Healthy New York, a new health insurance program for workers in small firms and low-income adults who lack access to group health coverage, has so far been able to offer premiums that are substantially less than those charged in the private individual insurance market. According to Harvard University researcher Katherine Swartz, author of the Commonwealth Fund report Healthy New York: Making Insurance More Affordable for Low-Income Workers, premiums for qualified individuals were mostly 30 to 50 percent less than premiums charged by insurers, and 15 to 30 percent less than those available in the small-group market, as of February 2001.
Healthy New York, which began enrolling people in January 2001, has three parts: one for businesses with 50 or fewer employees, one-third of whom must earn $30,000 or less annually; one for low-income sole proprietors; and one for low-income uninsured workers. Its most important feature is a state fund to pay up to 90 percent of the costs of enrollees' annual claims between $30,000 and $100,000. In effect, the state takes on the role of reinsurer-implicitly subsidizing the premium by removing much of insurers' risk of high-cost claims.
Swartz says that while the program indeed offers lower premiums, these still account for more than 5 percent of before-tax income for most individuals and many eligible low-income workers in small firms. Consequently, it is not clear that Healthy New York's target beneficiaries will purchase coverage through the program in large numbers.
New York can reduce premiums further and increase program participation in several ways, the author argues. One option is to provide direct subsidies to help individuals purchase coverage. An alternative approach is to adjust the program's reinsurance mechanism so that insurance carriers are not crippled by a disproportionate share of high-cost claims above $100,000. The author suggests a graduated reinsurance structure whereby carriers pay diminishing portions of claims as total costs increase. Removing insurers' risk of very high-cost claims would help stabilize premiums.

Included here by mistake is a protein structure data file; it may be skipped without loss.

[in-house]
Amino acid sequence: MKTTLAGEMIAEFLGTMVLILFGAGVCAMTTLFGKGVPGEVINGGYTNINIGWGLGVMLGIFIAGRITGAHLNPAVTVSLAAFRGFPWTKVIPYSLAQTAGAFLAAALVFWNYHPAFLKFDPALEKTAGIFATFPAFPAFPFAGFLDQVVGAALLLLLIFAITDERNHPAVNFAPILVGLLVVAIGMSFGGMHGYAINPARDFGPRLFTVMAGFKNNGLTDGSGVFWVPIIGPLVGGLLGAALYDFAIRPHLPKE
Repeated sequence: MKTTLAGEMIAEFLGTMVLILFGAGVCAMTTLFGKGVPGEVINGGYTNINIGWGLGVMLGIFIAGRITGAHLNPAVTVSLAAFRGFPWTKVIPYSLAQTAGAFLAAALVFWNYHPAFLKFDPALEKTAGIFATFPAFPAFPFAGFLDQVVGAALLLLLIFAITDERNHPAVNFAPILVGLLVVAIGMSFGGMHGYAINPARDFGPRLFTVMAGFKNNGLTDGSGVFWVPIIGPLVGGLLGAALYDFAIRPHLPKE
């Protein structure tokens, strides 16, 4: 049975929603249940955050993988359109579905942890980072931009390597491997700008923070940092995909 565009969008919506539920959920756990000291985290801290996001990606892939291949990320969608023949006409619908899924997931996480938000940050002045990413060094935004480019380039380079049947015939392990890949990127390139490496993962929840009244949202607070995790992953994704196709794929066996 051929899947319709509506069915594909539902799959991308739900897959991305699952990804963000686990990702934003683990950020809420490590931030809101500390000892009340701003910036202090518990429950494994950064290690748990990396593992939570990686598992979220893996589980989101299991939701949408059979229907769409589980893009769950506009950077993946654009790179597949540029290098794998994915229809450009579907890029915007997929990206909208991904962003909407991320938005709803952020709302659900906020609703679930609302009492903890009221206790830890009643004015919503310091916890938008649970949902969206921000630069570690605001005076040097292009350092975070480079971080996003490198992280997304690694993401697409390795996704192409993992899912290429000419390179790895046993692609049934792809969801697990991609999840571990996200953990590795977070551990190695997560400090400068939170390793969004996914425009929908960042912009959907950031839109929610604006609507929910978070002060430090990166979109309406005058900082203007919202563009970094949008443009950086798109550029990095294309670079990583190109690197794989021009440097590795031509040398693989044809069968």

Broadening the choice of benefit packages available to firms and enrollees is a third option. Some small firms and business groups want a wider selection of policies with a variety of benefits, such as those available in the regular small-group market. If a second benefits package is added to the standard one, then all insurers should be required to offer both packages, the author says.
Facts and Figures
- Of the 8.2 million working adults in New York State in 1999, one-quarter (2.3 million people) worked in firms that did not offer health insurance.
- In addition to its stop-loss fund for paying high-cost claims, Healthy New York achieves its lower premiums by covering only services obtained from network providers and by offering a scaled-back benefits package with higher copayments and deductibles than those found in the small-group and individual markets.
- As examples, monthly Healthy New York HMO individual premiums range from $183 to $224, compared with $319 to $355 for individual market premiums.